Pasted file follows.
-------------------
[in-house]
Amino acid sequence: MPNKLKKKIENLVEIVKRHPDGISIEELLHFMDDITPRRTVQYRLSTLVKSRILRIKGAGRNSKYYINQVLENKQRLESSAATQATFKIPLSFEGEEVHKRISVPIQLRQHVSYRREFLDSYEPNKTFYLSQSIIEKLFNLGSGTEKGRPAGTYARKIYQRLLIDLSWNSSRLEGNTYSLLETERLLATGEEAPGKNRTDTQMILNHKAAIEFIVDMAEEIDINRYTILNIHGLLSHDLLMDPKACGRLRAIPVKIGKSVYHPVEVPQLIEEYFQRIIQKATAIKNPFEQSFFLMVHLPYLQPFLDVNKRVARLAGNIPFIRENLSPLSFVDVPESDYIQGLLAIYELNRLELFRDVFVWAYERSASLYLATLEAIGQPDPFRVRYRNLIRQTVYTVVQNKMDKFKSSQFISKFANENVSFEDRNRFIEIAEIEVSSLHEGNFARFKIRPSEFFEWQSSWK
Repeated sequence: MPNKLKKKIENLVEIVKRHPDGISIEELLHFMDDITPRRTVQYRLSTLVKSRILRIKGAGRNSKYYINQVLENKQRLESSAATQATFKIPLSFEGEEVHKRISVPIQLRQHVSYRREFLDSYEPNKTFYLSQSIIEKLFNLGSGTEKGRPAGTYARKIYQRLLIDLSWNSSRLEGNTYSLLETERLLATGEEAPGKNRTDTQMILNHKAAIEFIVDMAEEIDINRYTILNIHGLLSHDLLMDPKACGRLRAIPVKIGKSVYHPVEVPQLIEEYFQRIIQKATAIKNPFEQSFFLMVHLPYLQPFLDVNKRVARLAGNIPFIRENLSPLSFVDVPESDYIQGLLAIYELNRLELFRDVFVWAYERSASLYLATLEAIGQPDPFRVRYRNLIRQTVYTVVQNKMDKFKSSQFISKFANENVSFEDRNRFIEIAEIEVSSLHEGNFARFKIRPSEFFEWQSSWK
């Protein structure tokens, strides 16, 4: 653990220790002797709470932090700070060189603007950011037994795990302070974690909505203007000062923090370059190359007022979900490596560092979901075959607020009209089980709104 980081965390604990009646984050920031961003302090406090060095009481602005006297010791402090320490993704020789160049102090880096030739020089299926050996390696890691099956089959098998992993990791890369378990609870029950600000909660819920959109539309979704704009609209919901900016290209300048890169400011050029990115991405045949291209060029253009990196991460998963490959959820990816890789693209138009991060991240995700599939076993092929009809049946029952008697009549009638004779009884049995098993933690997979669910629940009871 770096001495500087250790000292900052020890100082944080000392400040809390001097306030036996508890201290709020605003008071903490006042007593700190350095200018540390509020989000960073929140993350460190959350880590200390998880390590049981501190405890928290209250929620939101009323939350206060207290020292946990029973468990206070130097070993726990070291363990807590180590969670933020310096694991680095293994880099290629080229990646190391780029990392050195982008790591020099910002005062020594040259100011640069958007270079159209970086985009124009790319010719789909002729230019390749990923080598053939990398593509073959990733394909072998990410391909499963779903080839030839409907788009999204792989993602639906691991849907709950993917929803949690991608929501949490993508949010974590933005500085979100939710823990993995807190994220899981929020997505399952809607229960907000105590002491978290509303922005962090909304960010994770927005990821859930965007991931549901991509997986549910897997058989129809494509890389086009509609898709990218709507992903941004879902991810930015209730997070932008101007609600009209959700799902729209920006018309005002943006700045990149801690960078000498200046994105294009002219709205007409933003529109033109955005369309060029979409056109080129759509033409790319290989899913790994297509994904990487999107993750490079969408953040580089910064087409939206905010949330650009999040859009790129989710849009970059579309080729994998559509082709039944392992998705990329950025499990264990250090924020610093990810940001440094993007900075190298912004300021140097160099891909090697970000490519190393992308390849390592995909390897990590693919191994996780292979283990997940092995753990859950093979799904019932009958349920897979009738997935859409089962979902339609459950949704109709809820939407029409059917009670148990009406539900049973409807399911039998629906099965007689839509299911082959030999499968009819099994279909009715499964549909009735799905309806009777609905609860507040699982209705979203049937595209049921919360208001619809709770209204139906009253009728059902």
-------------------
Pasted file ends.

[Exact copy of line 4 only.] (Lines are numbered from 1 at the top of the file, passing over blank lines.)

């Protein structure tokens, strides 16, 4: 653990220790002797709470932090700070060189603007950011037994795990302070974690909505203007000062923090370059190359007022979900490596560092979901075959607020009209089980709104 980081965390604990009646984050920031961003302090406090060095009481602005006297010791402090320490993704020789160049102090880096030739020089299926050996390696890691099956089959098998992993990791890369378990609870029950600000909660819920959109539309979704704009609209919901900016290209300048890169400011050029990115991405045949291209060029253009990196991460998963490959959820990816890789693209138009991060991240995700599939076993092929009809049946029952008697009549009638004779009884049995098993933690997979669910629940009871 770096001495500087250790000292900052020890100082944080000392400040809390001097306030036996508890201290709020605003008071903490006042007593700190350095200018540390509020989000960073929140993350460190959350880590200390998880390590049981501190405890928290209250929620939101009323939350206060207290020292946990029973468990206070130097070993726990070291363990807590180590969670933020310096694991680095293994880099290629080229990646190391780029990392050195982008790591020099910002005062020594040259100011640069958007270079159209970086985009124009790319010719789909002729230019390749990923080598053939990398593509073959990733394909072998990410391909499963779903080839030839409907788009999204792989993602639906691991849907709950993917929803949690991608929501949490993508949010974590933005500085979100939710823990993995807190994220899981929020997505399952809607229960907000105590002491978290509303922005962090909304960010994770927005990821859930965007991931549901991509997986549910897997058989129809494509890389086009509609898709990218709507992903941004879902991810930015209730997070932008101007609600009209959700799902729209920006018309005002943006700045990149801690960078000498200046994105294009002219709205007409933003529109033109955005369309060029979409056109080129759509033409790319290989899913790994297509994904990487999107993750490079969408953040580089910064087409939206905010949330650009999040859009790129989710849009970059579309080729994998559509082709039944392992998705990329950025499990264990250090924020610093990810940001440094993007900075190298912004300021140097160099891909090697970000490519190393992308390849390592995909390897990590693919191994996780292979283990997940092995753990859950093979799904019932009958349920897979009738997935859409089962979902339609459950949704109709809820939407029409059917009670148990009406539900049973409807399911039998629906099965007689839509299911082959030999499968009819099994279909009715499964549909009735799905309806009777609905609860507040699982209705979203049937595209049921919360208001619809709770209204139906009253009728059902």